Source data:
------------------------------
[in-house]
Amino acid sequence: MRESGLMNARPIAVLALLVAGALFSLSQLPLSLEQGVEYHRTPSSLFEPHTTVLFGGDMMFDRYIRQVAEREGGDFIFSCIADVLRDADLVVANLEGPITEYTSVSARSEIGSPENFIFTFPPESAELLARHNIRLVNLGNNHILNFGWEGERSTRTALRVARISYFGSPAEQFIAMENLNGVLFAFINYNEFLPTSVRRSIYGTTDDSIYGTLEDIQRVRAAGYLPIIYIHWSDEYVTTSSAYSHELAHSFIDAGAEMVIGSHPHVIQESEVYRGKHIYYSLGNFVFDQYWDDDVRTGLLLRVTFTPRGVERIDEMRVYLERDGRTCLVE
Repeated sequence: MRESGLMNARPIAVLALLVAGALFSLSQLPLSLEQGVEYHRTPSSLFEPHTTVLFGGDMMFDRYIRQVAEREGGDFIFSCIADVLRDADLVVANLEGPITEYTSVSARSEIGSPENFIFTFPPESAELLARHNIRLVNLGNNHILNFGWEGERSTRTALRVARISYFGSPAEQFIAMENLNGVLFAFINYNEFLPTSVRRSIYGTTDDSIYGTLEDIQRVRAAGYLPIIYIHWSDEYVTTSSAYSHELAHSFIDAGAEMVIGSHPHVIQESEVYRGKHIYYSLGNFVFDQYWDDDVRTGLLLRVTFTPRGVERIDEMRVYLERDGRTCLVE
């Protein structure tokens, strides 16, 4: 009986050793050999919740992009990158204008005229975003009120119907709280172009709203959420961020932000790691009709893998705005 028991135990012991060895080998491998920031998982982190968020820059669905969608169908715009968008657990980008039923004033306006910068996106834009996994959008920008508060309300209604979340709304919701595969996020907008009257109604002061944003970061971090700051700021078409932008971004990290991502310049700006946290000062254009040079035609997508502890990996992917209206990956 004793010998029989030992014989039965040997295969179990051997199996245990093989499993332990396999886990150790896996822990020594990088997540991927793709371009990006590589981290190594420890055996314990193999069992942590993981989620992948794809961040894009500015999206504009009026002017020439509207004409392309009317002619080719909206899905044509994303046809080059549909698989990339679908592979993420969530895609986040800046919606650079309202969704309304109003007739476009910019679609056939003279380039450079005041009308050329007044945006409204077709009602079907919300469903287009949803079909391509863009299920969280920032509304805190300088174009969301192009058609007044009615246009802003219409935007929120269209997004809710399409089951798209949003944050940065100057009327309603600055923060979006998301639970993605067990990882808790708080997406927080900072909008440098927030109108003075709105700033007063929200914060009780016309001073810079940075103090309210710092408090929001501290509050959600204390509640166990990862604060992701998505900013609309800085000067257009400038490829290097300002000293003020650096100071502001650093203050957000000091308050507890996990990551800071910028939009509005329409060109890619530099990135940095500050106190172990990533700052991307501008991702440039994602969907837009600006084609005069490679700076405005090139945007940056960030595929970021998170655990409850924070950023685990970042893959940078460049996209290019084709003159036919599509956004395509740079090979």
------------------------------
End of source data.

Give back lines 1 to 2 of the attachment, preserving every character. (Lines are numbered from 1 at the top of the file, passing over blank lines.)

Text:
[in-house]
Amino acid sequence: MRESGLMNARPIAVLALLVAGALFSLSQLPLSLEQGVEYHRTPSSLFEPHTTVLFGGDMMFDRYIRQVAEREGGDFIFSCIADVLRDADLVVANLEGPITEYTSVSARSEIGSPENFIFTFPPESAELLARHNIRLVNLGNNHILNFGWEGERSTRTALRVARISYFGSPAEQFIAMENLNGVLFAFINYNEFLPTSVRRSIYGTTDDSIYGTLEDIQRVRAAGYLPIIYIHWSDEYVTTSSAYSHELAHSFIDAGAEMVIGSHPHVIQESEVYRGKHIYYSLGNFVFDQYWDDDVRTGLLLRVTFTPRGVERIDEMRVYLERDGRTCLVE